Security and Privacy

Malware, viruses, hacks, and anything else that may compromise your identity online, computer, or digital device.

How can I get rid of the FBI Moneypack virus?

Rick from Phelan, CA

Episode 1129

Rick bought a new Windows 7 PC. But while using his XP one last time, he got nailed by the FBI Moneypack virus. Leo says that the FBI is not going to make you buy a gift card and 7-11 and pay them tribute. And since it isn't locked out, you can just backup your data, format the hard drive and reinstall Windows. It's just an annoying malware popup designed to make you worry.

How can I recover my Windows 7 administrator password?

Episode 1128

Kal from Erie, PA
Password

Kal took Leo's advice and created a second user account for his wife, so she wouldn't be using the administrator account for day to day use. But then he lost the administrator password. Leo says there are bootable discs that he can use to reset the password. Here's a support document from Microsoft that will help him reset the password. He can use another computer to create this disc.

Why do ATMs display my email address?

Episode 1128

Concerned Consumer from California
ATM

Concerned Consumer is worried about his email being shown while he's using an ATM. He says that's a violation of privacy. Leo says there's no reason to show his email, but it's not the worst thing in the world to happen. The bank really shouldn't display it, though. They can easily asterix out most of the address. It's a very easy fix and it shows that the bank doesn't care that much about privacy.

My Gmail account has been hacked: how do I get it back?

Episode 1128

Francine from Palos Verdes, CA
Hacker

Francine's Gmail got hacked and now she's hearing from people she hasn't talked to in years. She knows it was a hack because she's been locked out of her account. Leo says that's the tell tale sign, as hackers will change the password in order to keep it. She ended up paying hundreds of dollars to get her email back. Leo says that Google will never charge to help get email back, and that's the danger of "googling" solutions.

What's the future of online gaming?

Episode 1126

Joshua from Nashville, TN
Microsoft

Joshua owns and operates Minecraft servers and he wants to know what the future has in store for online gaming. Leo says that since Microsoft bought Minecraft, it's possible that Microsoft could require Minecraft be run from Azure. But Leo doesn't think there's much cause to worry because the Minecraft culture is very independent. Gamers won't really feel Microsoft's presence in Minecraft for at least a year, but there's not much cause for concern. Since online gaming is social by nature, the future is bright.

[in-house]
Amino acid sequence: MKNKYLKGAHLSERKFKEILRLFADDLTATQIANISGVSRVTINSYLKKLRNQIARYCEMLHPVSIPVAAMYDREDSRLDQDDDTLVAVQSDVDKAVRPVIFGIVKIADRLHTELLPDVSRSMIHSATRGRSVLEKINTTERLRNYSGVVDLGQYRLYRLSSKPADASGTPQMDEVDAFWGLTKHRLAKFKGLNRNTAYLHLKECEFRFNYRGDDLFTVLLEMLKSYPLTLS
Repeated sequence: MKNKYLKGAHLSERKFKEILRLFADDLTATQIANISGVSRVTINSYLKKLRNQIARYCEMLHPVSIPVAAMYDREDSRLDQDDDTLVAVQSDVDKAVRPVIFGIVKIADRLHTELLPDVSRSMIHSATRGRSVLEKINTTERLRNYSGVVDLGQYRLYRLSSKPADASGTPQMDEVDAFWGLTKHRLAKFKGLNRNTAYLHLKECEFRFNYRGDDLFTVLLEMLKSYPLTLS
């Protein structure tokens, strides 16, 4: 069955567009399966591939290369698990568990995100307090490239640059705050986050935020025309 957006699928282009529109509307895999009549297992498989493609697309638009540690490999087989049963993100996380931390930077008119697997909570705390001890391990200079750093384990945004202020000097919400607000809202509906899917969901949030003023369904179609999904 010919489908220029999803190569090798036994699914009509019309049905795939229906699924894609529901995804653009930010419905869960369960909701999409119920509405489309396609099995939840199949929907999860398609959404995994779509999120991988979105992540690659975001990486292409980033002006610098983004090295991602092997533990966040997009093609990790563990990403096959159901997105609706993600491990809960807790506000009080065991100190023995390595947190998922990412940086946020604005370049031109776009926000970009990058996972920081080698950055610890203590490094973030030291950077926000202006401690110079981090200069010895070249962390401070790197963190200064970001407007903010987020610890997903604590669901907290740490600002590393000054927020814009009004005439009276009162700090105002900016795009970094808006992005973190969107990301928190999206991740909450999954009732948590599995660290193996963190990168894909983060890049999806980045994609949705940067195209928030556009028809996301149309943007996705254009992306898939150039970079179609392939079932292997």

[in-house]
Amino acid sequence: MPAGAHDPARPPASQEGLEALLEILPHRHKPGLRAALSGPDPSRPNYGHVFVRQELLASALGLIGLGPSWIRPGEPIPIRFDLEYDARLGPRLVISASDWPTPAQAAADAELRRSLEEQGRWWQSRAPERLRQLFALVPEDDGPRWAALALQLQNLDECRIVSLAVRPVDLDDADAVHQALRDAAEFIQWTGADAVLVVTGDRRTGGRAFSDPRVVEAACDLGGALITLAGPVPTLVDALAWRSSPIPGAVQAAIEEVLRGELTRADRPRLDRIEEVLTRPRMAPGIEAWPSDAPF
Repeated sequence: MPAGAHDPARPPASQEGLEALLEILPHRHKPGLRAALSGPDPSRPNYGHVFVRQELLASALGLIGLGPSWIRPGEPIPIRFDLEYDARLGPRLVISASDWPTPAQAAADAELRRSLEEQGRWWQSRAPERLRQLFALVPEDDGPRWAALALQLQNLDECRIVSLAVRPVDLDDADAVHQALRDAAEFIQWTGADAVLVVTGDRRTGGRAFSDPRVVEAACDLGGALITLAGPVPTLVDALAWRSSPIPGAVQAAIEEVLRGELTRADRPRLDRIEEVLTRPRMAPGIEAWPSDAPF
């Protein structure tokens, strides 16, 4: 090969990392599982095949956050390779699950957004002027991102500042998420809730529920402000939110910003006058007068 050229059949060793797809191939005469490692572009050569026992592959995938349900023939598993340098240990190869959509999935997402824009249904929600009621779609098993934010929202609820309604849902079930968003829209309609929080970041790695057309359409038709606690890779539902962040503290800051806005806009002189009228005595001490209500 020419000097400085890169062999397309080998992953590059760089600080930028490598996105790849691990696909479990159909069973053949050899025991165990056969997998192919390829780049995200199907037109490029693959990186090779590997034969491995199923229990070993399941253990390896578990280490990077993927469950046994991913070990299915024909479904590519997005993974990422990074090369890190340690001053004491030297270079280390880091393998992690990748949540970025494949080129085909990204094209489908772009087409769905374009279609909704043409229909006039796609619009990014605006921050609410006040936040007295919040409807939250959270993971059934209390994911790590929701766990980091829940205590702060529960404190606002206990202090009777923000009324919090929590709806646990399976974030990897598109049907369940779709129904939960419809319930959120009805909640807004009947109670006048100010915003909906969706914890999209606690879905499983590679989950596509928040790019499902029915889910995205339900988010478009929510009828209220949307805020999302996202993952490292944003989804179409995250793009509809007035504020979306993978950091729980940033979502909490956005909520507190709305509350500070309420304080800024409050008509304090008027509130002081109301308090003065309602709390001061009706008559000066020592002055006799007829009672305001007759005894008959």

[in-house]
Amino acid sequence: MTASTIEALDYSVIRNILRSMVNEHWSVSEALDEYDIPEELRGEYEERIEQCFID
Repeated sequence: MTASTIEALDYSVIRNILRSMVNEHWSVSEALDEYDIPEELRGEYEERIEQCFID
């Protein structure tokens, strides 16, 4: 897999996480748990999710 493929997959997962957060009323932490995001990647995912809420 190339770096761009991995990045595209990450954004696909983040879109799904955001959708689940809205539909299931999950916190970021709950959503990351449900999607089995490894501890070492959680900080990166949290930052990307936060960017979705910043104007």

How can I bypass a hard drive lock?

Episode 1122

"Old Geek in the Bronx" from New York
Hard drive

"The Old Geek in the Bronx" has an issue with a computer repair that the Geek Squad did, where they password protected the hard drive preventing access to the system. The Geek Squad denies they did it! Leo says that searching for "cracking a locked hard drive" on Google, he can find some solutions. Dell says they can unlock a hard drive if he would ship it to them. Hard drive passwords are very secure and difficult to break. And he'll probably have to buy gold support from Dell to do it, but he can.

Does Facebook really have full access to my smartphone?

Mark from Anaheim, CA

Episode 1120

Leo says yes, this is true, but it isn't something to worry about. Both Apple and Android require that developers request permission to do things on the smartphone. Apps can request to have access to the phone dialer, texting, microphone and more. It does cause concerns among users primarily because they don't know why these apps are requesting such permissions. For example, in order to use Facebook Messenger to make a phone call or send out a text, the app needs access to the phone's operating system to do it. Otherwise the app won't have that functionality.